Along with my colleague Jennifer Costaldo (who, I might add, did a great poster presentation) I, too, attended the Off-Campus Library Services Conference in Cleveland at the end of April. I'll try to truncate my usual verbosity to brief points of interest and welcome additional questions or thoughts. ( Ohhh, that audio you hear?? Go down to the bottom of the post and press the 'pause' button on my iPhone...we'll get to that later. ) --- [ UPDATE: (I've removed my electronic iPhone due to it's 'automatic' start function.) Here is a link to the material: LINK: http://www.youtube.com/watch?v=D55jOkEt6n8 ]

Ok, back to the post-conference brain dump.

The 14th Off-Campus Library Services Conference took place in Cleveland, Ohio from April 27th – 30th , 2010. There were (5) five primary and overarching conceptual foci during the event. 1) Defining variations of the Distance learner; 2) Cloud Computing & movement of institutional repository types of works to 'the cloud'; 3) Service provision in virtual spaces ; 4) Assessment ; 5) Technological sharing platforms and useful integrative software for delivering library services.

My personal interests – 1) Cutting-edge technologies; and 2) Creative integration(s) of technology into service delivery methods – grounded my session selections.

Below, I've provided 'bullet-points' of interesting thoughts, vocabulary, buzz words/phrases, and a few 'light-bulb' moments. (Hopefully there's at least one at every conference you attend.)

* Librarians are being slowly disintermediated (that's right, you heard me...disintermediated. NOTE: This blog space IS somewhat interactive, in that you can post a comment. So, let me know what you think about this --- and anything else that strikes a nerve.)

* Virtual spaces provide access points for the disintermediated librarian

* Immersion via 3D web platforms --- Second Life; Open Cobalt; Open Simulator; Education Grid; Immersive Education Initiative

* Software: Wimba ( much like Adobe Connect - without the massive audio problems )

* Distance students are often unaware of library services. How do we track the elusive students and market our services regularly without becoming a disturbance or distraction.

* Why do distance students like Librarians as a source? --- Quotes from graduate students in the research process: 1) "My librarian is the only one who answers my questions." 2) "Is it me?? Because, I'm not finding anything in my Ebsco searches!"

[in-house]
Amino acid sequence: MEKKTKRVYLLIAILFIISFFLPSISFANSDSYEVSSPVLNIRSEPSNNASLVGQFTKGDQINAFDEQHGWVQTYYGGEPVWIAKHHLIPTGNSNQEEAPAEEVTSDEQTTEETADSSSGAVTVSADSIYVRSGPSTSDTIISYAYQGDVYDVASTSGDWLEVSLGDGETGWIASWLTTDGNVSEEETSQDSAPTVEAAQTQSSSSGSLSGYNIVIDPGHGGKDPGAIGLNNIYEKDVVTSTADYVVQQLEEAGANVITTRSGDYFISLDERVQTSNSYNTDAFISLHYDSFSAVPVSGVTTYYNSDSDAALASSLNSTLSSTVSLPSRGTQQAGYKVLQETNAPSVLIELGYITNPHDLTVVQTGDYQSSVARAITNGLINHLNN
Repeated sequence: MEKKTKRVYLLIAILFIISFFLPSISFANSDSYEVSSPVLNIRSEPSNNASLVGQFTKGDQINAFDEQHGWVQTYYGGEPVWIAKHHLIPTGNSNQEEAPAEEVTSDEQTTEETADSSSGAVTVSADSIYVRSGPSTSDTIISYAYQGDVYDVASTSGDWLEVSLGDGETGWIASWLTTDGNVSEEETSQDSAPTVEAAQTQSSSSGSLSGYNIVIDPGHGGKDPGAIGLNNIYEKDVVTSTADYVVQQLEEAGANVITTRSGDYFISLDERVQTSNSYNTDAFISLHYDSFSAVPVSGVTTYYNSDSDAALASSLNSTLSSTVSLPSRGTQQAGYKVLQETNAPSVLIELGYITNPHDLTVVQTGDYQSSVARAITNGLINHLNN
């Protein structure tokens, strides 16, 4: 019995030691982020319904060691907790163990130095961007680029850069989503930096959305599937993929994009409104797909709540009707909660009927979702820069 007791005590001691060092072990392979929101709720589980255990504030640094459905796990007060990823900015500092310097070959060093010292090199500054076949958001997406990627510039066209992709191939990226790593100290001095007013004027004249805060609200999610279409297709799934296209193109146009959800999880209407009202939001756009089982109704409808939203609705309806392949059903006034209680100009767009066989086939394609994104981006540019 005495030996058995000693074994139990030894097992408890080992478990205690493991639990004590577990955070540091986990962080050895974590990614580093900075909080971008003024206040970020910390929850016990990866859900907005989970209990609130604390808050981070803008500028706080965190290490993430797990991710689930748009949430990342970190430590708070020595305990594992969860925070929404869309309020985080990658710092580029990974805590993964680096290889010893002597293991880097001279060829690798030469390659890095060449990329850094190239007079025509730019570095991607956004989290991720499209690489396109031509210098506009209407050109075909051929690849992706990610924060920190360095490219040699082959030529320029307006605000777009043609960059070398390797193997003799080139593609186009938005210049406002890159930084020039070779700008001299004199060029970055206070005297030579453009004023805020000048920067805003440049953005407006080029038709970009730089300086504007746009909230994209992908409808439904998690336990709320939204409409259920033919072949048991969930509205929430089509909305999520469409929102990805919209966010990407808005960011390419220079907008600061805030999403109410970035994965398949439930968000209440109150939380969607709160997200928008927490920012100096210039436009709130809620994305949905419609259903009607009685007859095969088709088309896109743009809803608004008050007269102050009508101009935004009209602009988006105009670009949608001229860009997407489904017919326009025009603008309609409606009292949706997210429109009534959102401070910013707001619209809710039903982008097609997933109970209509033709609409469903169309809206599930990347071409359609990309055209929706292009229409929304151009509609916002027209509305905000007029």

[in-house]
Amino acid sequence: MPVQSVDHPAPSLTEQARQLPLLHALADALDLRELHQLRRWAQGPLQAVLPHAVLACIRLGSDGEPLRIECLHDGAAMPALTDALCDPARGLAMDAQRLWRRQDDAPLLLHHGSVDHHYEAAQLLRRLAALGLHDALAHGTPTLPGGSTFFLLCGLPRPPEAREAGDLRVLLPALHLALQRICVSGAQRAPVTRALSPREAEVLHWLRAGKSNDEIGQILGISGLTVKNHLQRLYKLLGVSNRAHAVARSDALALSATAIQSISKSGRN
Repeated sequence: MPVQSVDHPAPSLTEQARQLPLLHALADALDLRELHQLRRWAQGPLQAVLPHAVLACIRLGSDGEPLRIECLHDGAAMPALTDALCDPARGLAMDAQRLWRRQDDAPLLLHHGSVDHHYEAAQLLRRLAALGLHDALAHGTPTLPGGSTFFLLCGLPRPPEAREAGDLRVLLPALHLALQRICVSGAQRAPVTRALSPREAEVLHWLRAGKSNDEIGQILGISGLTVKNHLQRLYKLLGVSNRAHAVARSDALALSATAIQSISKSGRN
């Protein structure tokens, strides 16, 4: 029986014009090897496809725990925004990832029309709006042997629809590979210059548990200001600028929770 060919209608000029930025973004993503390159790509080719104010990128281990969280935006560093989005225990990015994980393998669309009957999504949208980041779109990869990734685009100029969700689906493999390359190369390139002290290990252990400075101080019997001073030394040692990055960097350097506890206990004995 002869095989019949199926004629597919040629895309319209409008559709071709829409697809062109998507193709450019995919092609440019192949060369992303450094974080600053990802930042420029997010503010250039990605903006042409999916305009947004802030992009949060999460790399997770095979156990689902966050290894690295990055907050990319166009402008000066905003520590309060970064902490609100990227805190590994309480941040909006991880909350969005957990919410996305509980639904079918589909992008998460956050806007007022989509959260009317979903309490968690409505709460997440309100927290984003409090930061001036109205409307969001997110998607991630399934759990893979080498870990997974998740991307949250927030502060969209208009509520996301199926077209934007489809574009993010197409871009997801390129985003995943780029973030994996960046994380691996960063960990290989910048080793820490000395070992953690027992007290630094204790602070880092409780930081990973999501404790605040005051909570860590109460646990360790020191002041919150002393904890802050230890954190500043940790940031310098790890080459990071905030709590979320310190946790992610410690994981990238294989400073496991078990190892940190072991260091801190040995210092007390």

3) "I can count on you being around more consistently than my professor."

* Real-time interaction is critical to the learning experience and students prefer synchronous as opposed to asynchronous environments

* Virtual office hours tend not to work (hmmm...comments?)

* TERMINOLOGY: Digital Nomads (constantly smartphone connected) Dr. Camila Alire

* BOOK: The Anywhere Library: A Primer for the Mobile Web

* BOOK: The Visible Librarian -- by Judith Seiss

* Craft a message that people can hold onto

* Ensure tutorials and assessment tools can be viewed on mobile devices and make them intuitive. Student comment: "Don't make me figure out what I need to do...please."

* Although some librarian's are still using audio beds underneath PowerPoint presentations, many have graduated to "Jing"-type tools ( watch out for my next blog post on my personal Jing experiences over the past 6 months )

I've also included an overview of the Second Life platform's use in library environments. (that was the pesky audio you heard at the beginning of my post --- "Enter, stage left,... the video in my iPhone below.") UPDATE: (I've removed my electronic iPhone due to it's 'automatic' start function.) Here is a link to the material: LINK: http://www.youtube.com/watch?v=D55jOkEt6n8

Again, I welcome any questions or response posts.

Friday, May 7, 2010

Off-Campus Library Services (OCLS) Conference

I recently attended the OCLS conference in Cleveland, OH from April 28-30. This conference is offered every two years and focuses on the issues surrounding providing library services and resources to distance education faculty and students. It is a very important conference for many of us over in ELP!

Some notable themes/presentations:
  • Discussion on changing the name of the conference from Off-Campus, to something that more accurately reflects what we are doing, such as "online," for example. Location of users is no longer as important as the medium of communication with them.
  • Embedding library resources and services, as well as librarians, into online course management systems.
  • Assessing distance education service delivery- and how to align this to organizational performance.
  • Is it a librarian's job to teach writing?
  • Personal branding- great workshop where we went through a worksheet and tried to create our own personal brands to promote services and reach distant users.
  • Seeking library donors among alumni of distance learning programs.
  • Library-led online faculty workshops to help with meeting information literacy objectives
While I was there, I also presented a poster on a process for embedding library resources into online courses that we created for the Excelsior College Library. You can see a copy of the poster that Anita Norton and I created on the ELP Blog.

Please feel free to ask me any questions. I am happy to share my notes on these sessions!